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Programme overview
The Rural Education Access Programme (REAP) assists young people from low income households in marginalised rural communities in South Africa to access and succeed in post-school education and training (PSET) opportunities. Matriculants from these communities have often been excluded from these opportunities due to poverty, poor education, lack of information, distance from...   READ MORE
Programme overview

The Rural Education Access Programme (REAP) assists young people from low income households in marginalised rural communities in South Africa to access and succeed in post-school education and training (PSET) opportunities. Matriculants from these communities have often been excluded from these opportunities due to poverty, poor education, lack of information, distance from urban centres or educational hubs, and historical apartheid discrimination.

REAP meets this essential need in South Africa by preparing senior learners at rural school and guiding them into appropriate courses and state funding mechanisms. Once the student is enrolled in a PSET course and in receipt of NSFAS funding, REAP offers a 'wrap around' support package, which includes individualised mentoring, life skills training and preparation for the workplace as well as a modest stipend and a laptop computer. Without this support many of these learners would be unable to fulfil their potential, succeed in their studies, find employment and make a contribution to the development of South Africa . Young adults are given new hope, not only to escape poverty themselves, but also to uplift their families and become active and ethical citizens.
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REAP calls on state mechanisms to assist students. The success of the programme can be ascribed to the holistic support that is offered. Students are assisted through:

REAP has an equitable and efficient online recruitment & selection process which assesses family income, rurality, academic performance and course motivation. Shortlisted applicants are interviewed face to face.

Our developmental approach teaches and encourages students to eventually come to a place of independence where they can face challenges and solve problems on their own. REAP also regularly undertakes research and advocates remedies for inequities that impact our students.

In 2021, REAP is supporting 374 students from rural areas across South Africa, of whom 290 are enrolled at Public Universities and Universities of Technology in 7 different provinces and 84 are enrolled at TVET Colleges. Our students are studying a broad range of disciplines at under-graduate level. All REAP students come from families earning less than ZAR122,000 per year before deductions (gross). We currently have 104 first years on the programme.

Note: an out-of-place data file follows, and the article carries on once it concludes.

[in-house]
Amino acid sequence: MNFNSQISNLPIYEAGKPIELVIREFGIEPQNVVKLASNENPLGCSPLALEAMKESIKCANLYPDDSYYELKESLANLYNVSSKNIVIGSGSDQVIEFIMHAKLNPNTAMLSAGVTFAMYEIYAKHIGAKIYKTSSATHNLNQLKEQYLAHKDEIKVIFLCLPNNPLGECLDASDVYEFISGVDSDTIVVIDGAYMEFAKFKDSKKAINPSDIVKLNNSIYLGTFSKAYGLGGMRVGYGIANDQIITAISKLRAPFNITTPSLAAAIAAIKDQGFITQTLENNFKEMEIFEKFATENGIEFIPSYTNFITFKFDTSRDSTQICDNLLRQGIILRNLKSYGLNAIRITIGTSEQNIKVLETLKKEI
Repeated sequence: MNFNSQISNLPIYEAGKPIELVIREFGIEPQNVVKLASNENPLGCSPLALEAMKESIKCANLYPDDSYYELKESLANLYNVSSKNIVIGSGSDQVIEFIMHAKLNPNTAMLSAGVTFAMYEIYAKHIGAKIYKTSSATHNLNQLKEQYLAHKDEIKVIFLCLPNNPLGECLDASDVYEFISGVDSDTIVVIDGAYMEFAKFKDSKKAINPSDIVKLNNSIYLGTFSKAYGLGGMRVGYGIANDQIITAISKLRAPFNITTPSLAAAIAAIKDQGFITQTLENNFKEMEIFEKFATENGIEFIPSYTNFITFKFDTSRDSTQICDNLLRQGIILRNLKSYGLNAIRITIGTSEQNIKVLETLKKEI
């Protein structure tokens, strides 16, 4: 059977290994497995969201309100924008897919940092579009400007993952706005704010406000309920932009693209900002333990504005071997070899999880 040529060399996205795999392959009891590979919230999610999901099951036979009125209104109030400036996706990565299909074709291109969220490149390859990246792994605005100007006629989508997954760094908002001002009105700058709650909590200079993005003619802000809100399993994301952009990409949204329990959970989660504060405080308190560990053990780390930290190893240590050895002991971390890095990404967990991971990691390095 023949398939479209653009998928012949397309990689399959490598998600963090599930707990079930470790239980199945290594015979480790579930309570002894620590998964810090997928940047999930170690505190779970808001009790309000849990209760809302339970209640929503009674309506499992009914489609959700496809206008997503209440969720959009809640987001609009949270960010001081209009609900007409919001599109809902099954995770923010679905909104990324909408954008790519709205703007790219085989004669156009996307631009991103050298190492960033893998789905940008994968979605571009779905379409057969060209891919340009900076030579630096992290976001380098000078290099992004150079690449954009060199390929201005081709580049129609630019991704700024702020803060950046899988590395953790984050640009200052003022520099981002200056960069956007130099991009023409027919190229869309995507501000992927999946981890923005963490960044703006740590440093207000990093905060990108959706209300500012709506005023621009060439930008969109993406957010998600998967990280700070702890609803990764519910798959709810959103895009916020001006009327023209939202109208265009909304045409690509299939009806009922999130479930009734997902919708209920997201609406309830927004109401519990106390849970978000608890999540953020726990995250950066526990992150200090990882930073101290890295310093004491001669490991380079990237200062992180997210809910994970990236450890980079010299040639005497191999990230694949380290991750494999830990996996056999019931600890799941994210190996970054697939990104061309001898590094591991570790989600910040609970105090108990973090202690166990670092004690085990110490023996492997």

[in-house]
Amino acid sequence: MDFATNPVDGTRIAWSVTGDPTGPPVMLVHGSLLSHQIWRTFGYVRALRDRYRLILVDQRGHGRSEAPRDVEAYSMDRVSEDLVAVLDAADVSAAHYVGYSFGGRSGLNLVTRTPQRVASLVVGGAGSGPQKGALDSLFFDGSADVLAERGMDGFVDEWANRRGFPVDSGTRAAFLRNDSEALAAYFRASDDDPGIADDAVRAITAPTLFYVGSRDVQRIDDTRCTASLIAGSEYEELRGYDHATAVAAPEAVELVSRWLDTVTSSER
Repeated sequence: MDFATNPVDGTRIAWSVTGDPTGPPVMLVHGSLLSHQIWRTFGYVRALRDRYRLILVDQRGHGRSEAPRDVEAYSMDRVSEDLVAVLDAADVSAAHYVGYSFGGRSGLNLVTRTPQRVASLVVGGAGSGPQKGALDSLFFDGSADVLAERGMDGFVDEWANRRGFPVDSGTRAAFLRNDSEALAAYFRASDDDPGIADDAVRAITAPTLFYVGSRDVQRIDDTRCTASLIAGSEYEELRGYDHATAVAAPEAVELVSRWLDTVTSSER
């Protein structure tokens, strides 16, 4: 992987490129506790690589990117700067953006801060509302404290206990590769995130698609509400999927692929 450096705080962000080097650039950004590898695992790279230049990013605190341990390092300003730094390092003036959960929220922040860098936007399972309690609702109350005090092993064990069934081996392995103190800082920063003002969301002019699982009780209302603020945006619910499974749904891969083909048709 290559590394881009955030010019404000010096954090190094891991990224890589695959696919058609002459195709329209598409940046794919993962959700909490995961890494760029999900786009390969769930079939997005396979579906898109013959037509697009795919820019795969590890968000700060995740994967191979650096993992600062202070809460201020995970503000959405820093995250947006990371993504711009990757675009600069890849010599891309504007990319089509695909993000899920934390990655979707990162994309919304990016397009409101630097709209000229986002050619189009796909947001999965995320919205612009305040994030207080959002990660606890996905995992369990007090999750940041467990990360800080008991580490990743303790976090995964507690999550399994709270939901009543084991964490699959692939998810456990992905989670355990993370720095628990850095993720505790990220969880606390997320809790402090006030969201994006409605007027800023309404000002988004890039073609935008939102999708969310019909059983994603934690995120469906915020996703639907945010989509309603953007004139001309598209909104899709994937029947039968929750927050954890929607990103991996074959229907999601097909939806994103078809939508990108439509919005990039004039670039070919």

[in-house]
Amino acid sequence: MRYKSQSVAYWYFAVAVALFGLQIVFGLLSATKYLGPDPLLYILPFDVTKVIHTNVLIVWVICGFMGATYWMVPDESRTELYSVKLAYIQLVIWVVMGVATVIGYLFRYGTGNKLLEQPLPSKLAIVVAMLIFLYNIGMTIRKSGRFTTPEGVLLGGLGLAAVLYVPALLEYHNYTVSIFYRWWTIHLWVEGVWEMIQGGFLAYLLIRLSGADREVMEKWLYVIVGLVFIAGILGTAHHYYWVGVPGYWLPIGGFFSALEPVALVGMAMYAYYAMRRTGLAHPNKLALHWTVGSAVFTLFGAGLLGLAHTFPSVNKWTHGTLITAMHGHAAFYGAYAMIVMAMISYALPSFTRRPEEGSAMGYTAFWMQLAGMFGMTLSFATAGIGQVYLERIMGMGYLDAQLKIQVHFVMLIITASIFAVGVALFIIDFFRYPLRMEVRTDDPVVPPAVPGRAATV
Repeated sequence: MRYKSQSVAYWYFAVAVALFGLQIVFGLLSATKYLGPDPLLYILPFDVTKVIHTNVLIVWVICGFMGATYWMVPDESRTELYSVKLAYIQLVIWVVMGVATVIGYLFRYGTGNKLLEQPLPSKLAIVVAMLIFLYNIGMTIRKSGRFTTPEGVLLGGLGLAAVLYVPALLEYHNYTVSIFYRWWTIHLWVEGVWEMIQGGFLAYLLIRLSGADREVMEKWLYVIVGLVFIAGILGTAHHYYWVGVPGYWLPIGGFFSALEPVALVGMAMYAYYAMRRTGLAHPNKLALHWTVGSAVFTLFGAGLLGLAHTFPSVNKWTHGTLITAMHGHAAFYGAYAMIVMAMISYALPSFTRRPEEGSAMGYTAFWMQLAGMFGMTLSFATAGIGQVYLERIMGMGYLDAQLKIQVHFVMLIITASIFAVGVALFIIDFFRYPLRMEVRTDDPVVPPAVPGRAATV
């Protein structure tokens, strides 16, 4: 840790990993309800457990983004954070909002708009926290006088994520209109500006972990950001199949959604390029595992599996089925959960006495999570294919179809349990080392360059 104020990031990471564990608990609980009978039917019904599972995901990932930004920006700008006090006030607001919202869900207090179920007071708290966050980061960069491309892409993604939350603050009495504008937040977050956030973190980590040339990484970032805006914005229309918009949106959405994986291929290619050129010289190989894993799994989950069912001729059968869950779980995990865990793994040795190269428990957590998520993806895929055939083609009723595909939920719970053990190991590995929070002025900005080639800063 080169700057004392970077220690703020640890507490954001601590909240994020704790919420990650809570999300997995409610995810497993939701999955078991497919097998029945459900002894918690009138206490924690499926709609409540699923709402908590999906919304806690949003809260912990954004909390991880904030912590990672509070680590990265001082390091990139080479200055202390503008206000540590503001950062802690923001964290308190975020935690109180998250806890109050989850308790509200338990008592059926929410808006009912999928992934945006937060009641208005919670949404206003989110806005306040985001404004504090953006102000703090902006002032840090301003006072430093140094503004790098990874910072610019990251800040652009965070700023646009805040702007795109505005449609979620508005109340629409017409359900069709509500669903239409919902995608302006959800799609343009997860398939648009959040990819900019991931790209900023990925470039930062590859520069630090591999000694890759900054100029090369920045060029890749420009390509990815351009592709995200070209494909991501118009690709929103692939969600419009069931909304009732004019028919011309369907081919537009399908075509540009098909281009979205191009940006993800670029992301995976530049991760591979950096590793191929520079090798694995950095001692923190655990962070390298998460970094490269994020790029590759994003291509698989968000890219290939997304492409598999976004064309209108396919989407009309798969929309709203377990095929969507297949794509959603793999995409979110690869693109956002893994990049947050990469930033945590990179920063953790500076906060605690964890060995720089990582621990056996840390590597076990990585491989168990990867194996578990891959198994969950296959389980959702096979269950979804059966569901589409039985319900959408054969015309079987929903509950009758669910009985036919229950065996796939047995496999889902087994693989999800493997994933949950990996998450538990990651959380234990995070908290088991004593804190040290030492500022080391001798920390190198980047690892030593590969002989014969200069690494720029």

ZAR24 000 supports a tertiary student on the programme for one year. If you wish to support a student, contact reception@reap.org.za. If you are a South African Citizen, REAP will send you a tax certificate. You will be acknowledged as a supporter of the Programme on REAP's website and in REAP publications (unless you wish otherwise) and you will receive reports about your student(s)' progress twice a year.

Results

End of 2020 Results
In 2020, REAP supported 521 post-school students at universities, universities of technology and Technical and Vocational Educational and Training (TVET) colleges. One hundred and sixty three students were first years.
Seventy two students (17% of the total cohort) graduated of whom 56% were female and 44% male. Of the remaining University and University of Technology students, 80% progressed to the next level (ie they passed or proceeded). One percent was completing In-Service Training, a further 1% left the REAP Programme to take up bursaries with other funders, often linked to their particular discipline and with potential employment opportunities. Eighteen percent failed or were excluded by REAP.

Of the 91 TVET students who started in February 2020, 25% passed all their subjects and 19% proceeded even if they are carrying one subject. Unfortunately 41% failed and a further 15% were excluded from the programme, mostly due to poor academic performance. At face value these may appear to be somewhat disappointing results, but 2020 was an exceptionally difficult year for well documented Covid-19-related reasons, and the TVET results must also be judged in comparison to national benchmarks.

Impact

A series of tracking studies indicate clearly that REAP has had a major impact on the lives of our former students. By giving them an opportunity to further their studies and follow a promising career path, REAP has helped change the social and economic status of many. It seems to be a common trend for graduates to become deeply engaged in helping their extended families, both financially and in other ways, such as acting as role models and symbols of hope to the people around them.

A large percentage of former REAP students have also actively sought to plow back into their communities. It seems the support and encouragement provided by REAP stirs a growing ambition to succeed and a desire to contribute to society.